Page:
Dr. Mark Scott wrote this treatment of the International Sunday School Lesson. Scott teaches preaching and New Testament at Ozark Christian College, Joplin, Missouri. This lesson treatment is published in issue no. 1 (weeks 1–4; January 6–27, 2019) of The Lookout magazine, and is also available online at www.lookoutmag.com.
Lesson Aim: Faithfully obey the Lord and experience his rich blessings.
By Mark Scott
Faith in God is like a muscle in the body. It has to be stretched to be strong. Each of the Old Testament people we have studied this month had their faith stretched. Abel stretched his faith with his sacrifice. Enoch and Noah stretched their faith in their daily walk. Eleazar stretched his faith is his specific prayer. But the man looked to most in the Old Testament for having his faith stretched was Abraham. No wonder the New Testament commends this man (Romans 4:1-25; Galatians 3:9).
When He Was Called | Genesis 12:1-7
Hebrews 11:8-10 helps us label this section of our text. Abraham’s initial stretching of his faith took place when God called him. He had been living in Ur of the Chaldeans. God moved him to Haran of Mesopotamia and then called him to go to the land of Israel. This text is the great commission of the Old Testament. While there are hints in Genesis 3-11 of God’s efforts to save the world through Jesus, the real plan to do so begins in Genesis 12:1. This plan to save the world would emerge from one man and his family.
This “exalted father” (the meaning of Abram), was told by God to “Go,” and there is something refreshing about reading, “So Abram went.” That is what faithful obedience does. This calling was to be complete. In an effort to work through one man and his family, Abram’s leaving included country (land or earth), people (kindred or relatives), and household (family or descendants). God would lead him to the land, so Abram went out not knowing where he was going (Hebrews 11:8).
This calling was embedded in a promise of blessing. Some form of the word bless (the very powerful Hebrew word barak) appears five times here. This blessing would extend to Abram in a four-fold way: 1) Great nation (numerous, see Exodus 1:7); 2) Great name (in contrast to those who tried to make their own name great, Genesis 11:4); 3) Great protection (blessing those who bless and cursing those who curse); 4) Great influence (the families of the earth would be blessed).
This calling also involved his family. Abram left most of his extended family behind. But he took his wife Sarai (princess), his nephew Lot (from whom Abram was separated in Genesis 13), his people (souls), and his possessions (goods or property). These all went to the land of Canaan (lowlanders).
This calling also involved going to a new land of trees and rocks. Dr. Matthew Sleeth has suggested that every significant character in the Bible was associated with a tree (24/6: A Prescription for a Healthier Happier Life). They came to the great tree of Moreh at Shechem—unknown to us but not the patriarchs. It might have been an old Canaanite place of worship (The Zondervan Pictorial Encyclopedia of the Bible). But Abram would sanctify the place with a little pile of rocks—an altar where he would worship Yahweh who had called him.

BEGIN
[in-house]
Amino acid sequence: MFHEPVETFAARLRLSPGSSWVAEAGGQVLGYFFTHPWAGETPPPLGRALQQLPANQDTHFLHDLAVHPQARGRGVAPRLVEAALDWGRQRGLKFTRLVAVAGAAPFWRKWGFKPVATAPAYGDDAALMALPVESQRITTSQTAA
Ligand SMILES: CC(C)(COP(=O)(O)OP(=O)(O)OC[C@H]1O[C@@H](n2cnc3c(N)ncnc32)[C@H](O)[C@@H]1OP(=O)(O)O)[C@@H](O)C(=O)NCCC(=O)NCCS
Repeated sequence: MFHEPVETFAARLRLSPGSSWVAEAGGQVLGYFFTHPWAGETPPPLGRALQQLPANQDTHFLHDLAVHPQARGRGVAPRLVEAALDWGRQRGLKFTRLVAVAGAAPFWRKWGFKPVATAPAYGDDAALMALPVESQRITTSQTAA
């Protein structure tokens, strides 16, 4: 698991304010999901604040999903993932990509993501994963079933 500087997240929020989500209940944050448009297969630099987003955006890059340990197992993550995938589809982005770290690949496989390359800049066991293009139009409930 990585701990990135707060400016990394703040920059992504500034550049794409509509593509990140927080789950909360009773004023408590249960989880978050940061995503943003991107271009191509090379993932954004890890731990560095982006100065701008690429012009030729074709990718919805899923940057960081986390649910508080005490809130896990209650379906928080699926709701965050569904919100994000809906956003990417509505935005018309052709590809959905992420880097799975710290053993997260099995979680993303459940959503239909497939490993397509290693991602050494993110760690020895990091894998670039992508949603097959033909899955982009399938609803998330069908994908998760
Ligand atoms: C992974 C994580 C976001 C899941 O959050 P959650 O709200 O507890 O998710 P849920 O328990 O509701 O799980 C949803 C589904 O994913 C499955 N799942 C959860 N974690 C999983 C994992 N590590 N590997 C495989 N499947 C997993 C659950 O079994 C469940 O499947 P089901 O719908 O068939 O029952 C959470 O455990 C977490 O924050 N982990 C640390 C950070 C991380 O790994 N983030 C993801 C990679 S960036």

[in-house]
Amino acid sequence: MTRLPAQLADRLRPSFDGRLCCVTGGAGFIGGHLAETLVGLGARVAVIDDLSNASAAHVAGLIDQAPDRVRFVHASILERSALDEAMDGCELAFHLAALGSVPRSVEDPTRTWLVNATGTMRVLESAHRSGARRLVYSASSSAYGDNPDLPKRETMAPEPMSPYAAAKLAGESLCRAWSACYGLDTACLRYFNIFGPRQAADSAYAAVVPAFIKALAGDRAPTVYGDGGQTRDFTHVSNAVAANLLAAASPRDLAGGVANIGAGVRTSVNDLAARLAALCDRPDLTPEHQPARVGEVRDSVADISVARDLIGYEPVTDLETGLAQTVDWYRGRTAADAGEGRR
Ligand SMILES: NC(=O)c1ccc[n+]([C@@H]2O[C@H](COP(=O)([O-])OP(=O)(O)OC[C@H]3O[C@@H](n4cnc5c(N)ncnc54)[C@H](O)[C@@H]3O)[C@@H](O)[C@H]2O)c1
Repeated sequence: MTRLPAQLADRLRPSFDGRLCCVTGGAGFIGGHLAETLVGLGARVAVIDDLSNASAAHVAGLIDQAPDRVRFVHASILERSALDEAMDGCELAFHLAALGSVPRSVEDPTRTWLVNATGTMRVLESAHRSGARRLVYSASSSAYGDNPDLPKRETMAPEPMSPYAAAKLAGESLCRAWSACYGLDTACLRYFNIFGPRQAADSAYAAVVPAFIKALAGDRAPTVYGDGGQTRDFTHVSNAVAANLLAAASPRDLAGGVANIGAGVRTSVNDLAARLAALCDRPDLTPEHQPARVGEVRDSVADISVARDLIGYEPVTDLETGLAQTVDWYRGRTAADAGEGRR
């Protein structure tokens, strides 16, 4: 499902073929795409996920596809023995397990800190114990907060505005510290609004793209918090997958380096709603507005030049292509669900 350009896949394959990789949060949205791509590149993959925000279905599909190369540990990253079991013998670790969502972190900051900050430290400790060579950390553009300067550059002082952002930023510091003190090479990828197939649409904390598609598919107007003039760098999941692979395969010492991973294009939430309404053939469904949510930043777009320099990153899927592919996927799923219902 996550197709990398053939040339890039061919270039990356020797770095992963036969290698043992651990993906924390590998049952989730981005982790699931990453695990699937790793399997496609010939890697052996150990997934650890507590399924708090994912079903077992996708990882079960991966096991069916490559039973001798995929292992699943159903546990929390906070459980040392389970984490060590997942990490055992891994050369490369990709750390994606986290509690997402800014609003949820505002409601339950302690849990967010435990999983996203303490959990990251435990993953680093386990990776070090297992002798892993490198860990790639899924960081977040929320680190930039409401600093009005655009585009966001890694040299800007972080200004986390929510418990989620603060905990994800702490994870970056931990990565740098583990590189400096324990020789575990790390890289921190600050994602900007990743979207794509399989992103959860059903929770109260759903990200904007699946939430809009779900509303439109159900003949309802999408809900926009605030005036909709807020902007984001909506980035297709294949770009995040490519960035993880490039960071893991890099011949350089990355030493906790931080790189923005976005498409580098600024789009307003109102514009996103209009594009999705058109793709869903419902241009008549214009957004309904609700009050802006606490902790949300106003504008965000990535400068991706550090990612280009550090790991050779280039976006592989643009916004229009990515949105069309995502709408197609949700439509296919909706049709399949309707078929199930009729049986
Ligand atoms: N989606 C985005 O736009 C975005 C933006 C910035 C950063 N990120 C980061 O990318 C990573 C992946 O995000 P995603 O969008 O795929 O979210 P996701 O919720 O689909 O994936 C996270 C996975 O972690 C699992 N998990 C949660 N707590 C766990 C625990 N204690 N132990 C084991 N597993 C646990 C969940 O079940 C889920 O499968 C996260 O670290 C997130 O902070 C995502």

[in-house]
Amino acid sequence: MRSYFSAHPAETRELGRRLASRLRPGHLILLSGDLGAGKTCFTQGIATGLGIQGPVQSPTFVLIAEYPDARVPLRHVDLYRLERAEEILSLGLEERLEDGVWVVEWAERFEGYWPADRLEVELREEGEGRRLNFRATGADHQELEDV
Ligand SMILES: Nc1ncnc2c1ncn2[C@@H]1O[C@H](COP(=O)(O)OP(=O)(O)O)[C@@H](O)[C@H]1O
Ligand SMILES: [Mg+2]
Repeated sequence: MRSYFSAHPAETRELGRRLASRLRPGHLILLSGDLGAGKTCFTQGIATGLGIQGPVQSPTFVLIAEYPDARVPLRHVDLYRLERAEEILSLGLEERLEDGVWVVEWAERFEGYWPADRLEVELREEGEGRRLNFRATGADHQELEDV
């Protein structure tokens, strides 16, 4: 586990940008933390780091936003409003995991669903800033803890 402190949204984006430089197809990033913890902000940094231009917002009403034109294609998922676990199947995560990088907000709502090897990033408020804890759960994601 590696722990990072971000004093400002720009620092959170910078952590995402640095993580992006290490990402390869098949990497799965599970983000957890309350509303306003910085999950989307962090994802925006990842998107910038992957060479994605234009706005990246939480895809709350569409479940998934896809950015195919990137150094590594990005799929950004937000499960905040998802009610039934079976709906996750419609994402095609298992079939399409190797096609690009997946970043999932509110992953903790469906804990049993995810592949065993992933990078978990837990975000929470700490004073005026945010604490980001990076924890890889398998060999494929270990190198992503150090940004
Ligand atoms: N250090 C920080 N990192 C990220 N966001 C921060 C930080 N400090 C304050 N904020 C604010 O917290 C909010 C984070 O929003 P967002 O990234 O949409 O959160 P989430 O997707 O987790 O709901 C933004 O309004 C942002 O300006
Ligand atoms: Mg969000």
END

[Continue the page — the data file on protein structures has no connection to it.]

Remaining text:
When He Was Tested | Genesis 22:15-19
Hebrews 11:17-19 helps us label this section of our text. Several events have taken place in Abram’s life since his initial calling. He fled to Egypt to feed his family. He separated from Lot and then had to rescue him. The covenant was formally established with him and sealed with circumcision. His name was changed. He fathered Ishmael through Hagar. He entertained angels. He interceded for Sodom but saw it destroyed. He lied about Sarah and a pagan king rebuked him. Finally, his son of promise was born.
But with this son of promise came a terrible test. We know it is a test because the narrator tells us that (Genesis 22:1). God tested Abraham’s faith by asking him to sacrifice Isaac. Faith is stretched in initial calls but also in the tests of life that come our way. This “third day story” found Abraham seconds away from sacrificing his promised son on Mount Moriah. But by the grace of God the sacrifice was averted. Abraham had passed the test.
The angel of the Lord, who sounds very much like the Lord himself, reaffirmed the promises made to Abraham in Genesis 12, 15, and 17. Blessings, numerous descendants, victory over enemies, and all nations are all part of the reaffirmation of the promise to this man of faith. Once back from Mount Moriah, Abraham journeyed south to Beersheba where he stayed for some time. The blessings of God are best experienced through the door labeled “obedience.”
Lesson study ©2018, Christian Standard Media. Print and digital subscribers are permitted to make one print copy per week of lesson material for personal use. Lesson based on the scope and sequence, ©2018 by Christian Standard Media. Scripture quotations are from the New International Version, ©2011, unless otherwise indicated.
Image: Detail of Rembrandt’s “Sacrifice of Isaac” (1635); courtesy of Wikimedia Commons.